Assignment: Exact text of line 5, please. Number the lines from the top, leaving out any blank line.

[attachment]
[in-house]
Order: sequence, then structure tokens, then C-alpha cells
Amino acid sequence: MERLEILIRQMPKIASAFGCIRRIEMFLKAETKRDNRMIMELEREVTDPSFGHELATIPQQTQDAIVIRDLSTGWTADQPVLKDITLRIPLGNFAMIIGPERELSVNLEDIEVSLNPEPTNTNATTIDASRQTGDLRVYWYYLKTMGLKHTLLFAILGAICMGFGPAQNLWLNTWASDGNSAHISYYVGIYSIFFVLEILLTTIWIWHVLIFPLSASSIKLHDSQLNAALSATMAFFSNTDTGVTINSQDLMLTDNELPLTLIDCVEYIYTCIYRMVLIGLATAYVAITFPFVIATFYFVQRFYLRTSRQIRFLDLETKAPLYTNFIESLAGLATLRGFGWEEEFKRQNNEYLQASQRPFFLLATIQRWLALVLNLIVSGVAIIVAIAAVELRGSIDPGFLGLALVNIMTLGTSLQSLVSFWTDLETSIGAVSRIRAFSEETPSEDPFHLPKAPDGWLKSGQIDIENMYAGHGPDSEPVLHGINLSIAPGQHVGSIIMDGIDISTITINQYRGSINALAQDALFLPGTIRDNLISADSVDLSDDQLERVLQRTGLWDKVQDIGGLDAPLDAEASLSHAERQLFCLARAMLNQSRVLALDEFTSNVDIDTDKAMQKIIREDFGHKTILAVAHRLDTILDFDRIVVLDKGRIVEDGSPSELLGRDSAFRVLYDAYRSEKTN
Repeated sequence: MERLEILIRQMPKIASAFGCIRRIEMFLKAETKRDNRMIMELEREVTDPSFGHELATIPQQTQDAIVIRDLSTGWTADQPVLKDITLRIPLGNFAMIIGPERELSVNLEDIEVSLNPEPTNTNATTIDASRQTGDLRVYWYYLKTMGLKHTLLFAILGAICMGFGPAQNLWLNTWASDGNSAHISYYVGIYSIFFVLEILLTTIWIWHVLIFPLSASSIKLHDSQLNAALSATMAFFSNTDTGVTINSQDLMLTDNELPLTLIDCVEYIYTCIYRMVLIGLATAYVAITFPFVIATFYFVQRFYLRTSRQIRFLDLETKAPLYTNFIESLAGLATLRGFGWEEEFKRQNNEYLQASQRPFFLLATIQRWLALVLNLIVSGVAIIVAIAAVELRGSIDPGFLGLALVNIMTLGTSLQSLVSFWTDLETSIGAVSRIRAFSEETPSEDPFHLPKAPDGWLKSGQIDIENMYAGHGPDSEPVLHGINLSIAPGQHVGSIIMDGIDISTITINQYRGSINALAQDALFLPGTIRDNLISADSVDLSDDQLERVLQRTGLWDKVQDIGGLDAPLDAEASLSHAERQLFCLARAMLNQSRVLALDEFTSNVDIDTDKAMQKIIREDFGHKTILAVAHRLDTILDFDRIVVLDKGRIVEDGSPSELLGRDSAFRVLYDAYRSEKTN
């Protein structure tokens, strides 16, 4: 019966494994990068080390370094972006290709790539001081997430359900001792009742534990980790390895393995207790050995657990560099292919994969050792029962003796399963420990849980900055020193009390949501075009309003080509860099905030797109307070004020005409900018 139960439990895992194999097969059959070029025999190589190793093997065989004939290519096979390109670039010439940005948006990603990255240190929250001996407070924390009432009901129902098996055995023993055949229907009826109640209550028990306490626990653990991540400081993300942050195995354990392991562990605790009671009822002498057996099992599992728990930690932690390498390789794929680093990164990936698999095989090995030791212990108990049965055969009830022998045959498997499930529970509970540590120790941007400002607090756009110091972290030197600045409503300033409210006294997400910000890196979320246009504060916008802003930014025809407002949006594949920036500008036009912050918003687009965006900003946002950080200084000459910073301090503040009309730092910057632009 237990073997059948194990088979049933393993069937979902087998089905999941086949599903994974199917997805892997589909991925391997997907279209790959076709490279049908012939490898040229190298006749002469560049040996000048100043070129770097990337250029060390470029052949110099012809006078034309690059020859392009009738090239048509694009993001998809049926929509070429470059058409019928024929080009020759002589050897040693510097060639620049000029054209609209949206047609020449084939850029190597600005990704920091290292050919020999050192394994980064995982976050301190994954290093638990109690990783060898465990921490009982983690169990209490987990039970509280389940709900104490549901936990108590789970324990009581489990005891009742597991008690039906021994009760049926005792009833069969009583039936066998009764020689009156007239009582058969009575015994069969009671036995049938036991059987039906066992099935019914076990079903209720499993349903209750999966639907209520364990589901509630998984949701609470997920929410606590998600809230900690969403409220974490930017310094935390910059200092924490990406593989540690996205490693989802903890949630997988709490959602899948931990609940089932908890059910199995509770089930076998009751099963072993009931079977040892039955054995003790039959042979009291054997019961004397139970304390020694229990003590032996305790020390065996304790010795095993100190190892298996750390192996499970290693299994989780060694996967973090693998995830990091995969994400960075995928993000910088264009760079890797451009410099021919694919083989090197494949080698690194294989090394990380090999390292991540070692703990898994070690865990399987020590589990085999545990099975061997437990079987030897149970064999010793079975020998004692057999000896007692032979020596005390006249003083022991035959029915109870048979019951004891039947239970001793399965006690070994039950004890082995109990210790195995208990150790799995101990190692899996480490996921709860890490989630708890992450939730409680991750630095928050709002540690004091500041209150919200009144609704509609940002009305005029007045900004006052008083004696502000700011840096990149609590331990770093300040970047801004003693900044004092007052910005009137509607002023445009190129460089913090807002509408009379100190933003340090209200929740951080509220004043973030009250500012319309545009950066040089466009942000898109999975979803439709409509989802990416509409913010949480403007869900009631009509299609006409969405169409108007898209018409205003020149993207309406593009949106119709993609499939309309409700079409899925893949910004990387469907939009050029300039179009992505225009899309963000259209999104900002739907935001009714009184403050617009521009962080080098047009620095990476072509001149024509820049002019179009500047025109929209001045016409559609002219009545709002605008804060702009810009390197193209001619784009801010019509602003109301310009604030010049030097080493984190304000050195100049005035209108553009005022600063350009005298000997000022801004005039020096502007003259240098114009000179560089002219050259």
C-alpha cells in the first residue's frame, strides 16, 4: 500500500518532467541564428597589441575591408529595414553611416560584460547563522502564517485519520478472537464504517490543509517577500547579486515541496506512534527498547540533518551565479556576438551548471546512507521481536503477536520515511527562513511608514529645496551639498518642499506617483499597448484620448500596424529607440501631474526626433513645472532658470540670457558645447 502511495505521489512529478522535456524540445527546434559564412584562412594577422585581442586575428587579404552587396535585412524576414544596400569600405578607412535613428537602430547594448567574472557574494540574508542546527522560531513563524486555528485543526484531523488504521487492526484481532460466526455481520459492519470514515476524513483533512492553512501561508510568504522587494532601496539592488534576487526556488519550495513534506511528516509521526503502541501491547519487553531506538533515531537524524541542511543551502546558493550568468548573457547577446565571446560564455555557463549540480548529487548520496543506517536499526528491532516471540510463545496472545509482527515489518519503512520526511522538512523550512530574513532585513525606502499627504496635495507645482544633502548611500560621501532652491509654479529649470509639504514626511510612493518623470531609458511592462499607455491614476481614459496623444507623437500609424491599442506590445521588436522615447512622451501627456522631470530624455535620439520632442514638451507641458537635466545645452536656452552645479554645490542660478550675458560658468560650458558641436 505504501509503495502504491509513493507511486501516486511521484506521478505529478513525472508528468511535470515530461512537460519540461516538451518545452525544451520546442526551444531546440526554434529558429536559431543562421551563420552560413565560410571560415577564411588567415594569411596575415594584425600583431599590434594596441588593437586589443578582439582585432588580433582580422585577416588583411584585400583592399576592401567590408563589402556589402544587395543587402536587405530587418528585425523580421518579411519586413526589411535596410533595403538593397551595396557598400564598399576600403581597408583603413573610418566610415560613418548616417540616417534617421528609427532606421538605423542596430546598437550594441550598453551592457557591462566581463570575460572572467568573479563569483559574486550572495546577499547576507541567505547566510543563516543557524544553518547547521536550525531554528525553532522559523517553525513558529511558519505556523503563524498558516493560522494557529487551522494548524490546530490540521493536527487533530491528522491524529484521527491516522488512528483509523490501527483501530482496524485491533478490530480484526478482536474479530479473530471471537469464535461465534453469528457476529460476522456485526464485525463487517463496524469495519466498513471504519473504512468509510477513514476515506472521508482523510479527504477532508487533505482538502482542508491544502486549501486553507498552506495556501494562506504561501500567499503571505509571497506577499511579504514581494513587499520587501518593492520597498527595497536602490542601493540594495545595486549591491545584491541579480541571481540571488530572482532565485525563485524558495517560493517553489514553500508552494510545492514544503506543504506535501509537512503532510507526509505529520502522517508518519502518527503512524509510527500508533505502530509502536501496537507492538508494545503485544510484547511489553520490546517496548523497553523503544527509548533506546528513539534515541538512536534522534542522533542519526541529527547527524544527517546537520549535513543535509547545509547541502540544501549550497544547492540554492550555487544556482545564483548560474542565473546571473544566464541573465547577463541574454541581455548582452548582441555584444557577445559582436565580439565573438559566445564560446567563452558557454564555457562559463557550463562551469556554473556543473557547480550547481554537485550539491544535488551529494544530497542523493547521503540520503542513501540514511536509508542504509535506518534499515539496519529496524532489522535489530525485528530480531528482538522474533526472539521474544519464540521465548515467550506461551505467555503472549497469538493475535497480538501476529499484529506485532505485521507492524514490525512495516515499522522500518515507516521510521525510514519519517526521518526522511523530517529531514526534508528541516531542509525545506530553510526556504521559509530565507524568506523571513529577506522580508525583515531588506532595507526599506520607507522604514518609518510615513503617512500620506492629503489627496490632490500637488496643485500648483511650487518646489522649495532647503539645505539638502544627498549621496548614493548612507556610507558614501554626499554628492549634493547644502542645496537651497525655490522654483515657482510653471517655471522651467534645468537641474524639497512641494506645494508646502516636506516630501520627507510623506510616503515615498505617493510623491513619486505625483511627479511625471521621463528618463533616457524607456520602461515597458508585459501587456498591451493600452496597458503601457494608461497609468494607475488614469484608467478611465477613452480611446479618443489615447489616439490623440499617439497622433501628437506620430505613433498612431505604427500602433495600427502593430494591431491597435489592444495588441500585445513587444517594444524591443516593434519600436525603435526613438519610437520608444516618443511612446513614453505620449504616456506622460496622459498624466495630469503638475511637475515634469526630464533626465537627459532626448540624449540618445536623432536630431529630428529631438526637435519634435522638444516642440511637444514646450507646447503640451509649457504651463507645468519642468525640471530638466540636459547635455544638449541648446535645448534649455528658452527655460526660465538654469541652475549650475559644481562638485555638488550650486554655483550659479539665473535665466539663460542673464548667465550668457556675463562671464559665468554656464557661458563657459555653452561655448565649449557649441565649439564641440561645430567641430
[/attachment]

């Protein structure tokens, strides 16, 4: 019966494994990068080390370094972006290709790539001081997430359900001792009742534990980790390895393995207790050995657990560099292919994969050792029962003796399963420990849980900055020193009390949501075009309003080509860099905030797109307070004020005409900018 139960439990895992194999097969059959070029025999190589190793093997065989004939290519096979390109670039010439940005948006990603990255240190929250001996407070924390009432009901129902098996055995023993055949229907009826109640209550028990306490626990653990991540400081993300942050195995354990392991562990605790009671009822002498057996099992599992728990930690932690390498390789794929680093990164990936698999095989090995030791212990108990049965055969009830022998045959498997499930529970509970540590120790941007400002607090756009110091972290030197600045409503300033409210006294997400910000890196979320246009504060916008802003930014025809407002949006594949920036500008036009912050918003687009965006900003946002950080200084000459910073301090503040009309730092910057632009 237990073997059948194990088979049933393993069937979902087998089905999941086949599903994974199917997805892997589909991925391997997907279209790959076709490279049908012939490898040229190298006749002469560049040996000048100043070129770097990337250029060390470029052949110099012809006078034309690059020859392009009738090239048509694009993001998809049926929509070429470059058409019928024929080009020759002589050897040693510097060639620049000029054209609209949206047609020449084939850029190597600005990704920091290292050919020999050192394994980064995982976050301190994954290093638990109690990783060898465990921490009982983690169990209490987990039970509280389940709900104490549901936990108590789970324990009581489990005891009742597991008690039906021994009760049926005792009833069969009583039936066998009764020689009156007239009582058969009575015994069969009671036995049938036991059987039906066992099935019914076990079903209720499993349903209750999966639907209520364990589901509630998984949701609470997920929410606590998600809230900690969403409220974490930017310094935390910059200092924490990406593989540690996205490693989802903890949630997988709490959602899948931990609940089932908890059910199995509770089930076998009751099963072993009931079977040892039955054995003790039959042979009291054997019961004397139970304390020694229990003590032996305790020390065996304790010795095993100190190892298996750390192996499970290693299994989780060694996967973090693998995830990091995969994400960075995928993000910088264009760079890797451009410099021919694919083989090197494949080698690194294989090394990380090999390292991540070692703990898994070690865990399987020590589990085999545990099975061997437990079987030897149970064999010793079975020998004692057999000896007692032979020596005390006249003083022991035959029915109870048979019951004891039947239970001793399965006690070994039950004890082995109990210790195995208990150790799995101990190692899996480490996921709860890490989630708890992450939730409680991750630095928050709002540690004091500041209150919200009144609704509609940002009305005029007045900004006052008083004696502000700011840096990149609590331990770093300040970047801004003693900044004092007052910005009137509607002023445009190129460089913090807002509408009379100190933003340090209200929740951080509220004043973030009250500012319309545009950066040089466009942000898109999975979803439709409509989802990416509409913010949480403007869900009631009509299609006409969405169409108007898209018409205003020149993207309406593009949106119709993609499939309309409700079409899925893949910004990387469907939009050029300039179009992505225009899309963000259209999104900002739907935001009714009184403050617009521009962080080098047009620095990476072509001149024509820049002019179009500047025109929209001045016409559609002219009545709002605008804060702009810009390197193209001619784009801010019509602003109301310009604030010049030097080493984190304000050195100049005035209108553009005022600063350009005298000997000022801004005039020096502007003259240098114009000179560089002219050259």